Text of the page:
Web Specs Logo After 5

“The best way to get the right answer on the Internet is not to ask a question, it's to post the wrong answer.” (Cunningham's Law)

As we approach the point at which HTML5 will become a Recommendation, it is time to think about how HTML would best be handled next.

One thing is certain: it won’t be the way in which it has been handled over the past couple years. The organisation over the period was targeted almost solely at shipping, and therefore largely at cleaning things up on a deadline. But once that stage is reached, no such organisation is needed.

The goal of this document is to propose a small set of basic principles for the organisation of the HTML project after 5.0.

Opening HTML

The idea that Web standards should be open and efforts to make them so have served us well. Over time, however, the ways in which people build the Web have evolved. The ways in which we cooperate have improved. Much that was experimental in open source projects a decade or two ago, and even more that we never foresaw back then, now forms the bedrock of Web development.

The manner in which we create Web standards today lags behind the Web community’s common practices. Web technology is a commons; we need to manage it as such.

There is much to do but examples such as the RICG or the DOM show that it is within reach and tell us of the pitfalls to avoid.

The following principles of openness are to guide the next stages of the HTML specification.

A decade or two ago, forking was perceived as a mode of failure. Today, it is a mode of collaboration: Make Forks Not War. In order to enable participation through forking, the specification text in the editors' drafts needs to be under a license that supports this usage. Creative Commons seems like a natural choice. (Note that the editors' drafts may use a CC license but the text published by an SDO afterwards might not be; that's still okay.)
The new approach will naturally maintain our ability to ship documents through the W3C Process so as to ensure that the Web remains open for all.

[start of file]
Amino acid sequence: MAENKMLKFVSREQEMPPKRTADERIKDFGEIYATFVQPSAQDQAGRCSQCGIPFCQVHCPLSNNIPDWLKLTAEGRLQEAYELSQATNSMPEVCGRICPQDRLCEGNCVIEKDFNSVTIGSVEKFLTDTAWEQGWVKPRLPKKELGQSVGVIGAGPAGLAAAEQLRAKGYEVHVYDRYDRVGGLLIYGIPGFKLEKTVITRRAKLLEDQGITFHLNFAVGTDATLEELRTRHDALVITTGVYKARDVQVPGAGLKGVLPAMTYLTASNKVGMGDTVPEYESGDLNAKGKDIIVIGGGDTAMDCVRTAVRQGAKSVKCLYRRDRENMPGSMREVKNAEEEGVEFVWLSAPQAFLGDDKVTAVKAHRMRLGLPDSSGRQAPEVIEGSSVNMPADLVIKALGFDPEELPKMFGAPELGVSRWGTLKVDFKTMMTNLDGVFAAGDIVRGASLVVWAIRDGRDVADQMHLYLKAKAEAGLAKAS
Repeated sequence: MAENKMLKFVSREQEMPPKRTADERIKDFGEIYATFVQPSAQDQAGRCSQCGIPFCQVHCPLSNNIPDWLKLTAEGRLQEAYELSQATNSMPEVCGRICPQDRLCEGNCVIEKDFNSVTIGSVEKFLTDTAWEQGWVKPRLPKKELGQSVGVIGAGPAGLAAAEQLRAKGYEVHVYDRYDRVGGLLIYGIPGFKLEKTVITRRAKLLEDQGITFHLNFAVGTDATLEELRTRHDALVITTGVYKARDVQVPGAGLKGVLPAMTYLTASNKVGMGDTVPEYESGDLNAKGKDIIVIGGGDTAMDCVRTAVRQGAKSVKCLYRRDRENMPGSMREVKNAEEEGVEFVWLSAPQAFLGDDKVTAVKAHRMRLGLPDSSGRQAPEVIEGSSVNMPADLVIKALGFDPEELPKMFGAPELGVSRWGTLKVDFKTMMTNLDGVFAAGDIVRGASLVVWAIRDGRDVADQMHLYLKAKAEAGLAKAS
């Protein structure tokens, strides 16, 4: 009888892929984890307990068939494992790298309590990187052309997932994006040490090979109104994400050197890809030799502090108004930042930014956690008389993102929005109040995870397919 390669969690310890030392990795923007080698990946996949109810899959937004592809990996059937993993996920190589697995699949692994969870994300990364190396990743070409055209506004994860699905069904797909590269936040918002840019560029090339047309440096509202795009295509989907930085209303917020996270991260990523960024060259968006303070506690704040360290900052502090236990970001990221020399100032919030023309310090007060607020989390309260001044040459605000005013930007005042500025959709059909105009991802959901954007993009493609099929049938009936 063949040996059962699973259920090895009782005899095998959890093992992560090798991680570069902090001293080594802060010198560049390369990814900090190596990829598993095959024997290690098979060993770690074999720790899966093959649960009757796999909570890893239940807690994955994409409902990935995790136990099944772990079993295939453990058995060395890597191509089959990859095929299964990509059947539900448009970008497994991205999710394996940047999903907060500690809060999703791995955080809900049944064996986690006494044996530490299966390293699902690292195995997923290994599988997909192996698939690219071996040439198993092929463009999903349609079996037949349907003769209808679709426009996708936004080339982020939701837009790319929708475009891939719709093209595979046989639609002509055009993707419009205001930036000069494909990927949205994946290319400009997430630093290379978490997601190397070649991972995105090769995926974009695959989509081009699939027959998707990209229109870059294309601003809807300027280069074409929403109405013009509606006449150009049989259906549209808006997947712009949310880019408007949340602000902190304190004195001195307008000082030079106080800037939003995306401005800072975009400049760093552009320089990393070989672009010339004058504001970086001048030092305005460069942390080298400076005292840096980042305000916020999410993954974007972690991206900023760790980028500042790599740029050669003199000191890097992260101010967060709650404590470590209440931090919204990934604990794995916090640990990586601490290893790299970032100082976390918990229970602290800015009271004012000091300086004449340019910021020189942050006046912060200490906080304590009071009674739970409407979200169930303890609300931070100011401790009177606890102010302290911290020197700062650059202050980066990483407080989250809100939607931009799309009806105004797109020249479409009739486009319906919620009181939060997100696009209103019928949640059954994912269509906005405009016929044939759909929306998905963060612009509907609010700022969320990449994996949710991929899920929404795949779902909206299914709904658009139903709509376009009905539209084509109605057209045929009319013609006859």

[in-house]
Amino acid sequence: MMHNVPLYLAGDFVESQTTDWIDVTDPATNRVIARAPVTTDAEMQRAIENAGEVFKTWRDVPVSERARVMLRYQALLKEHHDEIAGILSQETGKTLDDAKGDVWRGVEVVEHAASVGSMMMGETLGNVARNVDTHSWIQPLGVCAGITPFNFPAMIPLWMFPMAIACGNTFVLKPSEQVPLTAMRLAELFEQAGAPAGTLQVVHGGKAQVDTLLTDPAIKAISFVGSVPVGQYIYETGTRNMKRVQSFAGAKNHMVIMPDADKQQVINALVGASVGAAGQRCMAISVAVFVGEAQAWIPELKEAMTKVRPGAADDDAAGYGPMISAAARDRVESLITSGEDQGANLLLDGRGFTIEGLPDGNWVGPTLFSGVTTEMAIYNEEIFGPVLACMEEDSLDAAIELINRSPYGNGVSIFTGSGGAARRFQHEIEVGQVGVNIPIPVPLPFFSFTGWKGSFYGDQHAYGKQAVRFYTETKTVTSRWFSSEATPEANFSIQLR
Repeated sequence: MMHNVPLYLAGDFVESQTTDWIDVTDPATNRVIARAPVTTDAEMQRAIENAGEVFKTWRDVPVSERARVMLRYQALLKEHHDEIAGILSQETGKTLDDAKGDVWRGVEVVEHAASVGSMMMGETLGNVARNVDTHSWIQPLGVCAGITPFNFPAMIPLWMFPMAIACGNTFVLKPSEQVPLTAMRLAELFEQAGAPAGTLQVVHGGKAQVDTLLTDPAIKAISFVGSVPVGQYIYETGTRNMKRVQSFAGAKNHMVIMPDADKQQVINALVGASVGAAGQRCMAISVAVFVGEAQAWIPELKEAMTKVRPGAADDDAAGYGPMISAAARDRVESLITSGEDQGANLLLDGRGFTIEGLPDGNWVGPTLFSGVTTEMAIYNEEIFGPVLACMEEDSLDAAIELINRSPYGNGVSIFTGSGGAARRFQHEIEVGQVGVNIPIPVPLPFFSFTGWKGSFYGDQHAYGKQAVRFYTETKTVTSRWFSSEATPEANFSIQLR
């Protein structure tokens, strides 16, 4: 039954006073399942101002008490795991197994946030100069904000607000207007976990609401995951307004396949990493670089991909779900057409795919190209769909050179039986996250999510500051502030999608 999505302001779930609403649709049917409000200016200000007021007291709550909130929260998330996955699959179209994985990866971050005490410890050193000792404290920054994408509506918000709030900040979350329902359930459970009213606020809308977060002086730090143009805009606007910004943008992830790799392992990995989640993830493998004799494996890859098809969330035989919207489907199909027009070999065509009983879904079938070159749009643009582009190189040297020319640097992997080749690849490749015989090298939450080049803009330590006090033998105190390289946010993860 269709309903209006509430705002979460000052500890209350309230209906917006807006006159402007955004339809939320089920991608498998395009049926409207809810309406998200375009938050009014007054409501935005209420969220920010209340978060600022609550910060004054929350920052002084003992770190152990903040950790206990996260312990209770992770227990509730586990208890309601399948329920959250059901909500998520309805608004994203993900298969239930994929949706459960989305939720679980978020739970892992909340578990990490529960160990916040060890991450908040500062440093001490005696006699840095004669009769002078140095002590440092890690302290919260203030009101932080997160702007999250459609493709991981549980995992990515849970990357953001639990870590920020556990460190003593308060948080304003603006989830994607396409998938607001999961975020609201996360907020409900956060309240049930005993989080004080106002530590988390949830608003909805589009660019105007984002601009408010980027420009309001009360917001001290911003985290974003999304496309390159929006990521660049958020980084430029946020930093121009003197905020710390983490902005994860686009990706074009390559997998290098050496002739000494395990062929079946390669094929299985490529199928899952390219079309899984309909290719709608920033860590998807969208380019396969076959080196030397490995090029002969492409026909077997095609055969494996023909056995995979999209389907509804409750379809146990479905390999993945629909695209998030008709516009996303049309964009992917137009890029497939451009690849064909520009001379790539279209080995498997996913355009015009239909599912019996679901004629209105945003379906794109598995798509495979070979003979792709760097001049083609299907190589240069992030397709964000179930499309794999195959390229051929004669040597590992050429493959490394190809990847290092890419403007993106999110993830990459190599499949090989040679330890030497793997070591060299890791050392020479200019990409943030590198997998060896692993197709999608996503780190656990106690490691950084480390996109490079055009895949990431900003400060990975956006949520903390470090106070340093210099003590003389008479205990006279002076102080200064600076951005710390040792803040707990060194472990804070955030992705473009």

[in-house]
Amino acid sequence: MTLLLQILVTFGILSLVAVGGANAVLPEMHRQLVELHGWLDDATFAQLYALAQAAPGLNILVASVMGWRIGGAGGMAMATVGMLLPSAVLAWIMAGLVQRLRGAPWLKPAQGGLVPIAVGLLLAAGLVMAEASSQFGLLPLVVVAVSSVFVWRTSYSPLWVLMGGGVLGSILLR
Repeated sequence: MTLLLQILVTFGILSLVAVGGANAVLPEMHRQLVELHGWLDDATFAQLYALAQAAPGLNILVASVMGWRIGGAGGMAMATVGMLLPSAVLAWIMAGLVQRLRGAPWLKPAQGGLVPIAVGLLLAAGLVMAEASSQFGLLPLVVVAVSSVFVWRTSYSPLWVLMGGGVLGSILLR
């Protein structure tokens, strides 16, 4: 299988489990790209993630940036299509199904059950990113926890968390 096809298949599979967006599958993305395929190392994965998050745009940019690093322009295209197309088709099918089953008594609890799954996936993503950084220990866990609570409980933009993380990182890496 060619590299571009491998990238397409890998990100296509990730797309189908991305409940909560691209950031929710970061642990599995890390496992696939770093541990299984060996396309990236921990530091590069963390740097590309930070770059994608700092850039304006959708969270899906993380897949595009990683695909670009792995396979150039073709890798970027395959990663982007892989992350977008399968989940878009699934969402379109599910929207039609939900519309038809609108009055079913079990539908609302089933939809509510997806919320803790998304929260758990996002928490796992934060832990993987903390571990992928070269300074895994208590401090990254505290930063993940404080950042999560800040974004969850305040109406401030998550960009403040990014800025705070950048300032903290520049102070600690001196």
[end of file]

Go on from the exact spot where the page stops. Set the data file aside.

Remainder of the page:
A project is only open if it is indeed practicable to participate in it. Having access to the code is not enough, it needs to be possible to genuinely process it, through the usage of sane convention and open tools that are close enough to common developer conventions that they can be picked up easily.

Enabling Hackability

The forkability and royalty-free properties are essentially process issues for which we have existing solutions. As such, they are of little direct interest.

The issue of hackability requires further description though. Beyond the tooling details, which are SMOPs, a better understanding of the goals and approach are useful to have.

To begin making HTML a hackable specification will be to split it up into as many pieces as required. This is not modularisation as was envisaged previously for XHTML. Rather, it is a simple application of the principles at work in software development that make code more maintainable — and therefore more open.

In order to make the split up specification and forks and proposals from the community comprehensible, specifications in progress will be made available together under drafts.webplatform.org, including a master index of all those specifications.

To avoid confusion and stay away from the complexities of W3C documents, the templates used for the split extension specifications will be visually distinct from those that have traditionally been used. (But they will be converted to the regular W3C layout when published there.)

All of the split specifications will be actively seeking forking and pull requests.

Specifications are in many ways similar to software products and an important part of hackability is to support the same best practices in use there to enable maintainability. This includes branching conventions, a distinction between stable features (as demonstrated through testing) and development or topic branches where new proposals are made.

Next Steps

While the focus on openness for this project may come across as more ideological than anything else, it is, at heart, a pragmatic proposal.

Making HTML hackable is a logical part of the Extensible Web Manifesto that we are following. The present barriers to developer participation and our systemic inability to encourage more editors to join are hurting the platform. Encouraging developers who are making use of platform primitives to take the extra step, acquire an understanding of how the platform is defined, and contribute would help address existing and upcoming issues, most likely in a manner that is easier to implement than higher-level primitives.

For example, date inputs are still painfully terrible today despite having been proposed for the longest time. That is one area (amongst many) for which developer-proposed primitives would lead to better results both for authors and implementers. That is precisely what we are planning to encourage.

Starting now and ongoing over the coming weeks:

In the meantime, we are listening for input and suggestions, and, of course, reporting issues and submitting pull requests are welcome!